Funny this question should come up at this time. Last night I saw a TV story on the exchanges. The numbers worked out that the average insurance policy is costing about $12,000. The proposed fine for not covering employees is going to be about $2,000, leaving $10,000.

A person making $30,000 per year would qualify for basically free medical insurance through the exchanges. So an employer could give the employee a $5,000 raise, save $5,000 and get out of the insurance business.

Then a very young, earnest young man was talking about how this would not happen and that business would be more responsible and want to offer insurance as an incentive for employment. I have some very bad news for this young man.

He thinks much too highly of business since they will do what is best for the bottom line in a New York minute. We all have our current long list of misdeeds where business has stuck the government with the cost of failed investments or technology.

Bob D. makes an important point: We are all looking, in our own way, for a fiscally responsible solution to our growing medical cost dilemma. I believe, like ryanjo, that part of the solution is returning to a patient/doctor relationship where financial incentives do not drive testing and care.

Like most socially responsible people I do not like the screening for pre-existing conditions, or any of the other hurdles placed in the way of people getting the care they need, at a reasonable cost. We do have the issue that we now equate care with insurance. This is not the case as these are two separate issues, with many receiving outstanding care with no insurance through clinics, the VA, and other avenues.

The numbers are clear; most of our medical costs are focused on a very small number of people. We need to collectively share in these cost to maintain our social structure.

The unfortunate reality is that financial incentives drive the testing and unnecessary treatment of the bulk of the population. Political incentives drive the continuation of this system to the detriment of both those who need care and those paying for care.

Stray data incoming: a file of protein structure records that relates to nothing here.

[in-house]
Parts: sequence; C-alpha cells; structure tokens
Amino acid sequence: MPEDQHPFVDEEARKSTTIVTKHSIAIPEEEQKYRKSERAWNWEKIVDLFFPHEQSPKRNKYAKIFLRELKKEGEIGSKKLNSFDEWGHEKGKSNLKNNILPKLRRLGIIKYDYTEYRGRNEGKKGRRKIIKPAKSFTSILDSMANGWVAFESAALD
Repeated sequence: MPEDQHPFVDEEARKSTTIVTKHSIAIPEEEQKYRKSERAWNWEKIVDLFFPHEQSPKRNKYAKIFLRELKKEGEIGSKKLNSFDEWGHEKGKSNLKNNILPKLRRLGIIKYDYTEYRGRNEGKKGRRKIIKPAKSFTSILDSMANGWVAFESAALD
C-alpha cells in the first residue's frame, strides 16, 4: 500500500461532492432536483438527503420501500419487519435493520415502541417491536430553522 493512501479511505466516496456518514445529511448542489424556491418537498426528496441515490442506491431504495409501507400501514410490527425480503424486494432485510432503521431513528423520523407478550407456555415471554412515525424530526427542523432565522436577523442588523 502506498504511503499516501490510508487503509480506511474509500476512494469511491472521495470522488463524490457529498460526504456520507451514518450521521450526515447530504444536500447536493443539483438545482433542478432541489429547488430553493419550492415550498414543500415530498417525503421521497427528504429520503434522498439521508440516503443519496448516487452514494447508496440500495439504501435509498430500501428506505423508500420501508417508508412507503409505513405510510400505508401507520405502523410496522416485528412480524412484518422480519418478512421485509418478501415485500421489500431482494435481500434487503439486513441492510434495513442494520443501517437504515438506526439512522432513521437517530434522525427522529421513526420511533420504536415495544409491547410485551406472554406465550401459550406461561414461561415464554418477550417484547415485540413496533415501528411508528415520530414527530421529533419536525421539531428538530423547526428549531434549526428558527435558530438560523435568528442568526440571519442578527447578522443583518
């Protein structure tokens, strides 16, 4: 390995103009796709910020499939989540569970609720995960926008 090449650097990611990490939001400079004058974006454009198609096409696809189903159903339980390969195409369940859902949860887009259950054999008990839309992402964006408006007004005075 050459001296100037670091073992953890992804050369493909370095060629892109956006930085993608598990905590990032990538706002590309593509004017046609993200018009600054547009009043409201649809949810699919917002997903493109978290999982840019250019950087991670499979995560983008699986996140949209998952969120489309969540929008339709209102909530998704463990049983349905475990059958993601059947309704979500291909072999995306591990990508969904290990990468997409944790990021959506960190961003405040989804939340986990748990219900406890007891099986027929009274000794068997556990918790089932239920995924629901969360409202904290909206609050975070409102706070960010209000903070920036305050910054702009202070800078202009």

Steve Lucas

ryanjo said...

Thanks for the clarification of the ACPs position on the IPAB. I just remember the same logic applied when ACP supported the ACA. It was a step toward rectifying physician payment inequities, specifically the SGR, we were told. We are about to find out how much constructive engagement has earned physicians when the Congressional Joint Select Committee on Deficit Reduction finishes its deliberations this month. Care to wager?

I think that your concern about the elderly may have some relevance as far as Medicare A, since hospital expenses can be truly catastrophic, even for the insured. But what I said refers to patients paying their doctors. Look at it this way, after both Medicare B & I pay the admin costs (up to 30% of health costs), plus the waste of my time not seeing patients (up to several hours a week with their precerts & formulary harassment), plus what the patients already pay for Medicare deductibles & copays, I estimate I could charge about 50-60% of what Medicare and the patient already pay me. Which makes an office visit just as affordable as dinner in a good restaurant or a tank of gas.

But as any practicing physician knows, the Medicare program will not allow doctors & patients to opt out. Not without punitive financial measures. So patients and doctors alike continue to dance to the music, as the puppeteers in Washington fumble with the strings.

doc777 said...

I have to laugh at the desperation the ACP leadership is exhibiting. The ACA cannot work whether the mandates are included or not. It's financing is based on smoke and mirrors and the wheels are already falling off. The Class Act has already been deemed undoable. The IOM recently stated the exchanges will fail unless there are serious cost cutting measures put into place (that statement despite assuming the mandates are in place). The cost overruns are going to be incredible and will cripple the country like is already occurring in Massachusetts.